Scots hate crime proposals may threaten free speech

A review into hate crime in Scotland has made recommendations to the Scottish Government which could severely threaten free speech.

Lord Bracadale QC was appointed by Scottish ministers to review hate crime legislation.

His report recommends expanding the law against “stirring up hatred” on the grounds of race to cover other grounds, including religion, sexual orientation and transgender identity.

Sectarianism law

The Independent Review of Hate Crime Legislation in Scotland was commissioned prior to the repeal of the 2012 Offensive Behaviour at Football Act, which had made ‘stirring up religious hatred’ a crime.

Such an offence threatened religious liberty, but pressure from The Christian Institute saw a very robust free speech clause inserted into the Act.

The law was repealed in April, removing both the religious hatred offence and the free speech defence with it.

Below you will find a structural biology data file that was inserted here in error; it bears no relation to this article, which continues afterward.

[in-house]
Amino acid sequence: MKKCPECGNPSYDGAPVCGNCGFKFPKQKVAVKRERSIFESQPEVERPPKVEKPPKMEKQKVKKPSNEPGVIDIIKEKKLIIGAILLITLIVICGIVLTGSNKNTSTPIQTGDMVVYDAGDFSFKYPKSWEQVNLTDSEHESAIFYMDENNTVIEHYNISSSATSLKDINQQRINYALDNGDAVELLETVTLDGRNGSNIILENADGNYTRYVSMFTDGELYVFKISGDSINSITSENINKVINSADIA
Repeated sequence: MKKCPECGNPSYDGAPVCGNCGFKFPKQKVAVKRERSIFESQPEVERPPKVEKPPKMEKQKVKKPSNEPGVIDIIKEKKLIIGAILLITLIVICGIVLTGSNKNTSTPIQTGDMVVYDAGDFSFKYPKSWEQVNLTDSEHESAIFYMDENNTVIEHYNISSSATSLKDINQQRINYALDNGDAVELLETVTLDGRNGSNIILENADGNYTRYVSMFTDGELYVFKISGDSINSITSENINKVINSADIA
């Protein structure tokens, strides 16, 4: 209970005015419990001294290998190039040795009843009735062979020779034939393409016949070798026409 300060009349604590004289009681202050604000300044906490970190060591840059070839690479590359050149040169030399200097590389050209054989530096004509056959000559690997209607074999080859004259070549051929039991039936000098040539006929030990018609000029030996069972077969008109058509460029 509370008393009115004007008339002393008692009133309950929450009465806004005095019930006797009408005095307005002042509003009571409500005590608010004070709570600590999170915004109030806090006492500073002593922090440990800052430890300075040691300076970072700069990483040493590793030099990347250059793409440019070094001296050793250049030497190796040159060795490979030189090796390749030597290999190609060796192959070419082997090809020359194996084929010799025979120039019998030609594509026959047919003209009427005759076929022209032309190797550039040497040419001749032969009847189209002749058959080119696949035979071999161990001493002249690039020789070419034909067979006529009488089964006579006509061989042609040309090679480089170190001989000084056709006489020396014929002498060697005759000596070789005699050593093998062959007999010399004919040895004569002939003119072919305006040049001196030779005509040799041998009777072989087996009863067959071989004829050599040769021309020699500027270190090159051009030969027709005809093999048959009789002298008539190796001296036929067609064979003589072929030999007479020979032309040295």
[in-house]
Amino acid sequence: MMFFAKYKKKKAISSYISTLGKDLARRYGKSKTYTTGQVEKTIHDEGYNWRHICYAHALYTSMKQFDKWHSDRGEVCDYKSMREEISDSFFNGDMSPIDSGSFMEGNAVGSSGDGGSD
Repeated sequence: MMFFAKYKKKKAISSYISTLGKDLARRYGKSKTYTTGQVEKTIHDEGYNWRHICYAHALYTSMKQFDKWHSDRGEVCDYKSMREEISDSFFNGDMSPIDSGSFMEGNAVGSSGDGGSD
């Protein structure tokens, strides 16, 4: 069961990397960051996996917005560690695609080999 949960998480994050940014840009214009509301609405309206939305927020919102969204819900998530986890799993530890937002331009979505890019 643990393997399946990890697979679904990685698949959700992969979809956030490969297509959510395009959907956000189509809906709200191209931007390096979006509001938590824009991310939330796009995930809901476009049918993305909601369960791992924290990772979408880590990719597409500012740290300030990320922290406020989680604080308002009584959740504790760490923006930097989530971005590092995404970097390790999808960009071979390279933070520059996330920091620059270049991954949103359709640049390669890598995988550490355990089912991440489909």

At risk

The Christian Institute’s Deputy Director for Communications, Ciarán Kelly, warned against more restrictive hate crime laws, saying the recommendations are “concerning”.

He said: “’Stirring up hatred’ is an extremely broad term which could mean only one person need say they are ‘offended’ by something to result in a hate crime investigation.

“The freedom to speak biblical truth on issues such as marriage and transsexualism would be at risk if these recommendations become law.

“Disagreement does not mean hatred, and the Scottish Government would do well to steer clear of new offences like these.”

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